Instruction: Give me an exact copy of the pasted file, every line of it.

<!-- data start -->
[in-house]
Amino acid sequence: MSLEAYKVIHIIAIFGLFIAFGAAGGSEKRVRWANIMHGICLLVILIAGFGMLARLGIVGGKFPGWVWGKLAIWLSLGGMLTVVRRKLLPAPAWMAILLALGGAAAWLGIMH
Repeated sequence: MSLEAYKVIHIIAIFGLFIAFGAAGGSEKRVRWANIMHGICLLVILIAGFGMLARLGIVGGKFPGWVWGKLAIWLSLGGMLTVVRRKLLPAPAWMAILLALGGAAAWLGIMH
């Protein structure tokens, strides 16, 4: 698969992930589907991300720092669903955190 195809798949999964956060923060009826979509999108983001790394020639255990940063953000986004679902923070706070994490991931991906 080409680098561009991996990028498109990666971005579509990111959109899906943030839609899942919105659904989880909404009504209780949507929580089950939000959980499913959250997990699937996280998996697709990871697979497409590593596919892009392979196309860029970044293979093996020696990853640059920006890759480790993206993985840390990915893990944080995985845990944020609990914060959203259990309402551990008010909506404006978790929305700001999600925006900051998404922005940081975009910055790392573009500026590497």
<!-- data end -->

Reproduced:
[in-house]
Amino acid sequence: MSLEAYKVIHIIAIFGLFIAFGAAGGSEKRVRWANIMHGICLLVILIAGFGMLARLGIVGGKFPGWVWGKLAIWLSLGGMLTVVRRKLLPAPAWMAILLALGGAAAWLGIMH
Repeated sequence: MSLEAYKVIHIIAIFGLFIAFGAAGGSEKRVRWANIMHGICLLVILIAGFGMLARLGIVGGKFPGWVWGKLAIWLSLGGMLTVVRRKLLPAPAWMAILLALGGAAAWLGIMH
């Protein structure tokens, strides 16, 4: 698969992930589907991300720092669903955190 195809798949999964956060923060009826979509999108983001790394020639255990940063953000986004679902923070706070994490991931991906 080409680098561009991996990028498109990666971005579509990111959109899906943030839609899942919105659904989880909404009504209780949507929580089950939000959980499913959250997990699937996280998996697709990871697979497409590593596919892009392979196309860029970044293979093996020696990853640059920006890759480790993206993985840390990915893990944080995985845990944020609990914060959203259990309402551990008010909506404006978790929305700001999600925006900051998404922005940081975009910055790392573009500026590497």